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The sample mean is the maximum likelihood estimator of $\mu$ for a normal distribution $\text{Normal}(\mu,\sigma)$. The sample median is the maximum likelihood estimator of $m$ for a Laplace distribution $\text{Laplace}(m,s)$ (also called the double exponential distribution).

Does a distribution exist with a location parameter that the trimmed sample mean is the maximum likelihood estimator for?

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The distributions, if any, are obtained as integrals of the estimating equations. Let us assume for simplicity that the scale parameter is known, and the trimming parameters, if any, are fixed.

  1. For the sample mean, the estimating equation is $${\rm E}(x-\mu)=0.$$ Imagining that this is the derivative of the log-likelihood, with an awful lot of abuse of notation and loss of rigor, we have $$ \frac{{\rm d}\ln l(\mu;x)}{{\rm d}\mu} = x-\mu, \quad \ln l(\mu;x) = a (x-\mu)^2, \quad l(\mu;x) \propto \exp[ a(x-\mu)^2],$$ where the $a$ parameter (integration constant) has to be negative to ensure that it integrates to something meaningful.
  2. For the sample median, the estimating equation is $${\rm E \, sign}(x-\mu)=0.$$ Integrate this to get $$l(\mu;x) \propto \exp[ a|x-\mu| ],$$ where again we would have to choose $a$ to be negative to make sense.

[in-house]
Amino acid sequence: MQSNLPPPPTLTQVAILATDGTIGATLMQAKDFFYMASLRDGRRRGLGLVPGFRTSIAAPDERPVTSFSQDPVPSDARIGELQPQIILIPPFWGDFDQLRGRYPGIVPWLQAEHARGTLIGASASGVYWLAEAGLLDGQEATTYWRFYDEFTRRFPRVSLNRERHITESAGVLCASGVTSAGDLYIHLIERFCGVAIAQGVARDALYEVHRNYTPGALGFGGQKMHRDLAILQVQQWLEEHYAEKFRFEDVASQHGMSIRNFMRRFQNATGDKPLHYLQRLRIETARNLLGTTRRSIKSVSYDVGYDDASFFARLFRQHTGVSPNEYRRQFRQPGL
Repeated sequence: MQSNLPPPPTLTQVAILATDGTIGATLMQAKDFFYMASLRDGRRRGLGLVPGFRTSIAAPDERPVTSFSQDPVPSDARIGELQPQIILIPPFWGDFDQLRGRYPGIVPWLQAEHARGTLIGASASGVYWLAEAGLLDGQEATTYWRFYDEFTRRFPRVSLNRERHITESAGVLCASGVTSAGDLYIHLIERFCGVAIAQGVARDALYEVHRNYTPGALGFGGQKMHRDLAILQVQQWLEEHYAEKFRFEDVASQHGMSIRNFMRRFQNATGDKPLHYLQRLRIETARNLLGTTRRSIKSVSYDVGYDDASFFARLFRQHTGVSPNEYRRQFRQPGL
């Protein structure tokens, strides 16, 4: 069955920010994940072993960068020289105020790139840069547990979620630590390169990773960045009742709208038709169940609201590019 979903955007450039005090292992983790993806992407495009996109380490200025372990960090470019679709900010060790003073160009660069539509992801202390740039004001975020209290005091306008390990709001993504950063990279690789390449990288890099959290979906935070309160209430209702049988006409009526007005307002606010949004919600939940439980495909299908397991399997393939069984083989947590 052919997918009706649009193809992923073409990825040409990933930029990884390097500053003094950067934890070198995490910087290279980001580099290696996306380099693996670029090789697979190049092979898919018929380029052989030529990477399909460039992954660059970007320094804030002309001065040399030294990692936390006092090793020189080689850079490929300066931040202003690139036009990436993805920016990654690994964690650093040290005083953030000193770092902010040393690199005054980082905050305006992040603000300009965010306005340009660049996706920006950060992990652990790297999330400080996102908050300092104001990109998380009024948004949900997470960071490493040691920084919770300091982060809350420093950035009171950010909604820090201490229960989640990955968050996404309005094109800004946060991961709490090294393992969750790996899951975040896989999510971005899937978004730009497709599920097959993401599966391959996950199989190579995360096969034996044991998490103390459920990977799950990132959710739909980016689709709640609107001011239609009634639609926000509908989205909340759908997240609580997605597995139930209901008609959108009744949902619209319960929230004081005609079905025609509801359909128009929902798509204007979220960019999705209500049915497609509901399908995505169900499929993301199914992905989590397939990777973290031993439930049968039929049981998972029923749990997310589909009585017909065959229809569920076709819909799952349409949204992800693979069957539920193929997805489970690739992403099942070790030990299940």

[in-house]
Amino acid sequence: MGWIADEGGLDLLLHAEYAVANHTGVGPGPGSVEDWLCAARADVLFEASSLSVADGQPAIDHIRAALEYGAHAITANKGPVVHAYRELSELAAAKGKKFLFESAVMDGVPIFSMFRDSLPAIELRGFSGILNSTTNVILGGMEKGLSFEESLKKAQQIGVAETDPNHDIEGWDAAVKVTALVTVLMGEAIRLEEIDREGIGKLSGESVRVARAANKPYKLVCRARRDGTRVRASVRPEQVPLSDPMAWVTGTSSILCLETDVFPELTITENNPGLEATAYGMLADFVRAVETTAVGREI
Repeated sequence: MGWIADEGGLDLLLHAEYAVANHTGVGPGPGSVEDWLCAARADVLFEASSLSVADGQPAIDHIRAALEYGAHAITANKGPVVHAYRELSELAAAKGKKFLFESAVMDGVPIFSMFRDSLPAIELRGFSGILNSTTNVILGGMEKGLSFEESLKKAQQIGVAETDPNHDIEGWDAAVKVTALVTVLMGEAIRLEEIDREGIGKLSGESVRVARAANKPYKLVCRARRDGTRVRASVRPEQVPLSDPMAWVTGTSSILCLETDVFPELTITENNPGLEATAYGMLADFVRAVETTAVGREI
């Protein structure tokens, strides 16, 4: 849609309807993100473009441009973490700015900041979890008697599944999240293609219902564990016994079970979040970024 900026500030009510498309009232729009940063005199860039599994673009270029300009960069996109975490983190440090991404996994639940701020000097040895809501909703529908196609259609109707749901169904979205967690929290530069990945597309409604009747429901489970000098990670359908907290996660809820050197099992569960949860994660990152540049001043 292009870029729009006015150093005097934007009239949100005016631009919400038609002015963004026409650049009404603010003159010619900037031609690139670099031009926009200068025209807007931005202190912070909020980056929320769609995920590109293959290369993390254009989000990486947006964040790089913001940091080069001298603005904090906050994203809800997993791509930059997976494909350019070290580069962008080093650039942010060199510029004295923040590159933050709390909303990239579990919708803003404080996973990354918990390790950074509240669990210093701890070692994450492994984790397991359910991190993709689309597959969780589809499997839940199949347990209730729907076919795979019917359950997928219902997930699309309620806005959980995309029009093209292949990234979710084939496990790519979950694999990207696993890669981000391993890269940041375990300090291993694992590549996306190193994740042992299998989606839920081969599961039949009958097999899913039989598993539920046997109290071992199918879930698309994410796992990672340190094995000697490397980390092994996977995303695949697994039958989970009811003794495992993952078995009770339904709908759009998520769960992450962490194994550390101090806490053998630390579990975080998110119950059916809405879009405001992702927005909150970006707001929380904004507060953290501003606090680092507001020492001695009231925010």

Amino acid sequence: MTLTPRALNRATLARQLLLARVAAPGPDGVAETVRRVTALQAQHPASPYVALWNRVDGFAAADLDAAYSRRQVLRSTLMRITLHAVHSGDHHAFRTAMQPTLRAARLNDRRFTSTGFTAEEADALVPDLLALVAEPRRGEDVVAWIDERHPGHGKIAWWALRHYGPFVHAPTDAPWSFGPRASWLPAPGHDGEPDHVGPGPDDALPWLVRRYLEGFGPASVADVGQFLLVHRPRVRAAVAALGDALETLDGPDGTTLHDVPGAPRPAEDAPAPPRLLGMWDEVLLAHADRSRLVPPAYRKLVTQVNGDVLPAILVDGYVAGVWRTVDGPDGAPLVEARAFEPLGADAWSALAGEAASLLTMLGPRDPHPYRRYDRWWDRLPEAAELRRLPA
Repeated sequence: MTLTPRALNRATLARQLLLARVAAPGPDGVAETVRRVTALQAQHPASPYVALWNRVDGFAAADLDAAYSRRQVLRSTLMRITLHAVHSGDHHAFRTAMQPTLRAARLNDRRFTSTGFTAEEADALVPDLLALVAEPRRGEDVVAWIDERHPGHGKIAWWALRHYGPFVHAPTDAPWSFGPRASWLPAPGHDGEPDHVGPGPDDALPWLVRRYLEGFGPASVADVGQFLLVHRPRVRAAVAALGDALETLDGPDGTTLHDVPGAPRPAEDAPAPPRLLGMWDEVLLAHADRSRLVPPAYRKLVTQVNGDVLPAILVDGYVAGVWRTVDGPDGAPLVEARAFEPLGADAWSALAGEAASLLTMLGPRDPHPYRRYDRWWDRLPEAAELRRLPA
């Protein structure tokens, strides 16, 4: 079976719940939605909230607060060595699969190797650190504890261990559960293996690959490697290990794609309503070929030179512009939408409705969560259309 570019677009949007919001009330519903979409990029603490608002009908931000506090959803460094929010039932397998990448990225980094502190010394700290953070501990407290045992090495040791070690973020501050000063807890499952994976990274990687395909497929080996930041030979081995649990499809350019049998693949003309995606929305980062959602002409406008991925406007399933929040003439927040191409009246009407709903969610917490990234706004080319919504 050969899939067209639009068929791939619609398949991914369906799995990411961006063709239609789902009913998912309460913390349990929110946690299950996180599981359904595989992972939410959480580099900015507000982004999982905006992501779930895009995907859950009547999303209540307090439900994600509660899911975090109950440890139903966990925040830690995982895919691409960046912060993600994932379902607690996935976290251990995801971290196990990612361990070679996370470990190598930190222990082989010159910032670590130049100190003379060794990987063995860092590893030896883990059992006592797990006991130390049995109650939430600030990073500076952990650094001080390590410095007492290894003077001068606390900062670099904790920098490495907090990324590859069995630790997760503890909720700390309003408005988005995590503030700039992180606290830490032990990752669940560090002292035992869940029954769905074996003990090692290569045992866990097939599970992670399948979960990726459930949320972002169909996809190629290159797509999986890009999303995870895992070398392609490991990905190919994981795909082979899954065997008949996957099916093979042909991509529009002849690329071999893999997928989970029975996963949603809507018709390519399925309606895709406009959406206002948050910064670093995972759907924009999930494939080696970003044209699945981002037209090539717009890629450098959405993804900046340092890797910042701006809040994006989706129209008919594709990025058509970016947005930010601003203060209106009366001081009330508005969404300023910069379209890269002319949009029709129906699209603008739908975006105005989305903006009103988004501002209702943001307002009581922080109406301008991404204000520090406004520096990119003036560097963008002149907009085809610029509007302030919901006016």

3. For the trimmed mean, the estimating equation is $${\rm E}\rho(x,\mu,c) = 0, \quad \rho(x,\mu,c) = \left\{ \begin{array}{ll} x-\mu, & |x-\mu|\le c, \\ 0, & |x-\mu|>c. \end{array} \right.$$ Let's see what it integrates to: $$l(\mu;x, c) = \left\{ \begin{array}{ll} \exp[ a(x-\mu)^2], & |x-\mu|\le c, \\ b, & |x-\mu|>c. \end{array} \right.$$ Looks like a censored normal in the center, but look at the tails: they are improper if $b>0$. So to get a proper distribution, we have to set $b=0$. But then we have a logical inconsistency: this distribution would have to give a zero pdf to some actual data in the trimmed tails. This is self-contradictory, and shows some undesirable side effects of trimming.

Sometimes, it is beneficial to establish "likelihoodity" of a method to show its asymptotic normality, and efficiency for a narrow class of distributions. In general, asymptotic normality of the trimmed mean can follow from the theory of $M$-estimates.

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    $\begingroup$ Is that really the estimating equation of a trimmed mean? In your equation $c$ seems to be a constant that "discards" data that is $c$ away from the mean while in the usual version of a trimmed mean you define what proportion of the data points should be discarded from the tails from the data. Aren't these two different things or am I missing something? $\endgroup$ – Rasmus Bååth Apr 2 '13 at 20:46
  • $\begingroup$ Yes, it is somewhat different indeed -- I said that I am treating the trimming constant as fixed. Making it data-dependent will complicate things, but I believe it would eventually lead to the similar conclusion that some of the data points are "impossible" under the distribution implied by the "likelihood". $\endgroup$ – StasK Apr 2 '13 at 23:56
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Special cases like the median aside, I don't think that trimmed means are generally ML; if they were, they'd already be some form of M-estimator. However, if you take a distribution which is normal in the middle with, say, exponential tails - the distribution corresponding to a Huber M-estimator - then for a particular level of trimming, the trimmed mean would be expected to be highly efficient.

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